is' pivote'd as at 5d' to a lever 55 at a point off-set relatively' toi the pivotal-mounting 5e of the leverl on a fixed frame cross bar 57. The actuator has a forwardly extending part 58 projecting under an abutment or guide plate 55 mounted on the frame A, to extend parallel to the snatch roll' 52. A spring 65, interposed between'. the front end of the actuator 53 and an anchor plate 5l, yieldably urges the actuator to rock clockwise, and thus normally maintains' the actuator in the position shown in Figure l with` its front end part 58 bearing. against the abutment or guide plate 59. Another abutment 52 is disposed below the abutment 59', and is slotted to receive and guide the lowei` extremity of the actuator part 58 for sliding movements. The lever 55 normally is held in its inactive position, shown in' Figure' l, by a returning spring' 53 interposed'between an ear 65 on the lever and an anchorplate 55 mounted on the fixed cross bar 51 by screws, one of which is shown at 68. The lever 55 has a stop projection 5l engage*- ablev with a xed stop strip 68 for limiting the returning movement of the lever under the' urge of they spring 63.
In order to apply a power impulse to the train of driving connections G, the actuator 53 is operatively but indirectly connected to the driving member 52, the actuator itself never engaging the driving' member. Mechanism for bringing about this operative connection includes an interponent pawl element B5, pivoted as at 'l0 on the actuator. A spring ll, anchored to the actuator 53 and connected to the pawl 69', biases or urges the latter to rock clockwise so as to move its double toothed hose 59a into engagement with the snatch roll 52. Normally, the pawl is maintained out of engage'- ment with the snatch roll by the restraining action of a contr-ol element or tri-Eger l2 which is pivoted as at 'i3 on the actuator 53. in the normal position of the trigger, its rear Yend engages a. holding surface 'le on the pawl so as to prevent the'spring l-I from rocking the pawl 65 into drivetransmitting engagement with thedriving member 52. The pawl 55 is formediwith. an inclined resetter cam face l5 which is located just below the holding surface lil, and which is acted upon by the trigger for rocking the pawl counterclockwise, and thus resetting it in normal, inoperative position.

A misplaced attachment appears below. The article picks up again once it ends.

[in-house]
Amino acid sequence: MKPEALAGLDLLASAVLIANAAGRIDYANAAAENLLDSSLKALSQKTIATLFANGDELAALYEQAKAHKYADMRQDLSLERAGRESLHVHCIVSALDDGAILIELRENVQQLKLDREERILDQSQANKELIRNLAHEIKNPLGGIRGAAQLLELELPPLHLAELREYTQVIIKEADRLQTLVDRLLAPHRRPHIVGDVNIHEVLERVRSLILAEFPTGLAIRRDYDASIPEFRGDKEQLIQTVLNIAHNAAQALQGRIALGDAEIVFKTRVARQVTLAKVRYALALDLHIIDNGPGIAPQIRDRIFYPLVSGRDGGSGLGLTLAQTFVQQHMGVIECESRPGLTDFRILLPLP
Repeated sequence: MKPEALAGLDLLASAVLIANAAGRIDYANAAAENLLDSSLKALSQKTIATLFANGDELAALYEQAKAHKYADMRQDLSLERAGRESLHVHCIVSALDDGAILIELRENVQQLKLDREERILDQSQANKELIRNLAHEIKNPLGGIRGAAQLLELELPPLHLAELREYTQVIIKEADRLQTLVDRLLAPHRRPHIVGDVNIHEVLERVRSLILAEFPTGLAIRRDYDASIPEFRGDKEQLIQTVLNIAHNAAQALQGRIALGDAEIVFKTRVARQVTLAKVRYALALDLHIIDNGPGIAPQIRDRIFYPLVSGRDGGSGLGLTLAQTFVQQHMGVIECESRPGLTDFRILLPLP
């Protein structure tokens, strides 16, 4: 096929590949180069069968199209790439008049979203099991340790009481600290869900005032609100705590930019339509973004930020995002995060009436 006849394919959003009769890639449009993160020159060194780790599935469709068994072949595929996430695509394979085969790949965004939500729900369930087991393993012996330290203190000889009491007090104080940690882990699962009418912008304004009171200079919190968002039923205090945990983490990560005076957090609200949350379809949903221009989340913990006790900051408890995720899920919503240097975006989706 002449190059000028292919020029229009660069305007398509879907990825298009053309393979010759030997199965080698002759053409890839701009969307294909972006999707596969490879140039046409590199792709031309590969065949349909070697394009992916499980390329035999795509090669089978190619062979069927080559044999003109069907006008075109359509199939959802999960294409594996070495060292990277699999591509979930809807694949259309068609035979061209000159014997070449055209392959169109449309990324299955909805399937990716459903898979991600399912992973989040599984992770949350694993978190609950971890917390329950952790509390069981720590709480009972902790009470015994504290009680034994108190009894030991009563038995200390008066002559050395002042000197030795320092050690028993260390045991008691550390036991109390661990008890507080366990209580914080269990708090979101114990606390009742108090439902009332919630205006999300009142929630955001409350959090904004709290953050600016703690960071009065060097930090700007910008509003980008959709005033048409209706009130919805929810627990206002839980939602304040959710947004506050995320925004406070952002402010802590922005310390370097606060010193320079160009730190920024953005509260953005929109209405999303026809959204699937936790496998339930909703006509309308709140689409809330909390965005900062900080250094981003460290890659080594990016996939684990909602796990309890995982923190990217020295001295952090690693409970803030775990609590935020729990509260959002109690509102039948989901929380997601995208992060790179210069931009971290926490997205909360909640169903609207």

Operator controlled means for bringing about operative driving connection between the driver 52 and the actuator 53 includes the manually operable backy spacing key F pivoted as at l5 on the frame A. The key F has an upward projection 'IT disposed behind an arm 75 of an 'operating lever 19, pivoted as at 85 Von a frame-mounted cross bar 8l. The lever 15 has another arm t2 on which a limber dog or flipper Stils pivoted at 818. A spring 35 urges the limber dog 83 to rock clockwise to yieldably retain it in its norrna position of rest against a limit stop 85 on the lever arm 82. The dog t3 can swing counterclockwise from the position shown in Figure l, but cannot move clockwise from this position. A returning spring 8l, interposed between the key F and a short arm 88 on the leverr T5, yieldably holds the lever 'I5 and the key F in their normal positions. When the parts are in their normal positions the spring 8T holds the lever "i5 so that the lower end' of they limber dog il@ overlies a contact ear 58 on the actuator 53, and holds the key F so that a forward projection 95 on the key bears against a cushion stop: Si
In operation, when the back spacing key F is depressed, the lever 'le is rocked clockwise to causethe flipper 83 to push the actuator $3' downwardly to an initial extent suiiicient 'to bring the trigger 'l2 into engagement withthe abutment 62. This causes the trigger to'v be rocked clockwise about its pivot 13, sov asfto release the pawl 69, which is then moved by the spring 'II into engagement with the snatch roll 52. TheV snatch roll then drives the pawl 69 and actuator 53as a unit so as to rock the lever 55 and operate the back spacing mechanism through the train of connections G. When the pawl 59 is cast off from engagement with the snatch roll 52, the spring 60 lifts the actuator 53 to bring the trigger 12 into engagement with the upper, trigger-resetting abutment 59. This causes' the trigger 12 to be rocked counterclock Wise, so as to move itsV rearend against the resetting cam face 15 ofthe pawl 59, thereby re'- storing the latter to its inactive position. IThe parts of the mechanism E will then be returned to their normal positions by the spring 53.